The chapters alternate between Nao’s diary and Ruth. Nao is a teenage girl living in Japan. She grew up in America, so is struggling to fit into a culture that is both her own and completely alien. She’s bullied at school, her dad is depressed and suicidal, and her only ‘friend’ owns a rather dodgy café. There is her great-grandmother, though. A 104-year-old, Buddhist, feminist, author nun who doesn’t live near Nao but has learnt to text. Nao is writing the diary to reach forward in time, to leave something for someone to find.
Ruth finds the diary (and some other bits and pieces) in a Hello Kitty lunchbox that has washed up on the beach in western Canada; probably, she thinks, debris from the 2011 tsunami. Her husband, Oliver, thrives in their rural setting, but Ruth, a writer, is struggling with a kind of open-space claustrophobia and a feeling of isolation. Like Nao, she is also American-Japanese and somewhat in between cultures.
It took me a couple of chapters to get into this. It starts fairly light, and at first Nao is a bit annoying in a squeaky teenage-girl way. But as she reveals a more honest portrait of herself and her life, it gets much darker, and much richer.
I was also quite apprehensive when the first of Ruth’s chapters appeared. I was worried Ozeki was writing herself into the book in the third person, along with her real-life partner Oliver, as usually this ‘technique’ just feels extremely awkward and clunky to me (hey, Paulo Coelho, yes, I’m talking about you). It actually didn’t feel awkward at all, and, in fact, it added something extra. Is it real? Is it based on something real? I hoped so. At the end of the book there is a passage about uncertainty:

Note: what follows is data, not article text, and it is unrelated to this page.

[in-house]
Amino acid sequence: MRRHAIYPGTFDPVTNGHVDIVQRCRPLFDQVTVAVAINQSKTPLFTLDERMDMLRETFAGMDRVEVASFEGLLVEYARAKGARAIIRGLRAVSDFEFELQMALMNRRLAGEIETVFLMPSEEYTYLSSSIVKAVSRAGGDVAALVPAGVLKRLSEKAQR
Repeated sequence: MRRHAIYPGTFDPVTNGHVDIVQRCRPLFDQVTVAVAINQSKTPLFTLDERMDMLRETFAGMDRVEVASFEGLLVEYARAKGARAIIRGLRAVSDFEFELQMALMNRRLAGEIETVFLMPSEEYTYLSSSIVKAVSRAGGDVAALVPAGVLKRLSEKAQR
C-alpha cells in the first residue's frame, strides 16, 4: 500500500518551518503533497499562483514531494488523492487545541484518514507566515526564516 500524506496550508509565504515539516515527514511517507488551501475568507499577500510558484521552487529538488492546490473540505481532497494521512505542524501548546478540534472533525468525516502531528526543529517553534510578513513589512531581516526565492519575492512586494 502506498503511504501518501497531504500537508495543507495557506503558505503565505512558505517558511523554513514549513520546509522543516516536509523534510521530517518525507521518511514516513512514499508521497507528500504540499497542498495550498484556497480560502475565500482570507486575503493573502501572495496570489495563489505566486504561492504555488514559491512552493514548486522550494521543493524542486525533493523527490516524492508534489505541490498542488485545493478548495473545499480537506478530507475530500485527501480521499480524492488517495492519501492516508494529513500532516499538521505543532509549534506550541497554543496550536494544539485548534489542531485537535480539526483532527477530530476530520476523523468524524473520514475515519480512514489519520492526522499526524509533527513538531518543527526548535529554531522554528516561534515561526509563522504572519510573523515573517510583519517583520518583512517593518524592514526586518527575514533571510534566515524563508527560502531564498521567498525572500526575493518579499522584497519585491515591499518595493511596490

“I’d much rather know, but then again, the not-knowing keeps all the possibilities open. It keeps all the worlds alive.”
By putting herself and Oliver in the book, it opens up a world where this isn’t fiction, it is fact, and I loved that. It’s a kind of Schrödinger’s novel – it exists as both fact and fiction as long as you don’t look in the box (or read the acknowledgements).
It’s about living and dying, searching and loss. It’s about Zen Buddhism and quantum physics, magic and the threads that extent between both family and strangers. Plus, all sorts of other things like the nature of time, the environment and the second world war. It’s incredibly rich and thought-provoking. But it’s not just these grand, unwieldy themes; it’s also the small moments and minor hurts and care between people – family and neighbours and friends.
It’s a book to savour, reading slowly on purpose. It’s beautiful and I can’t recommend it enough.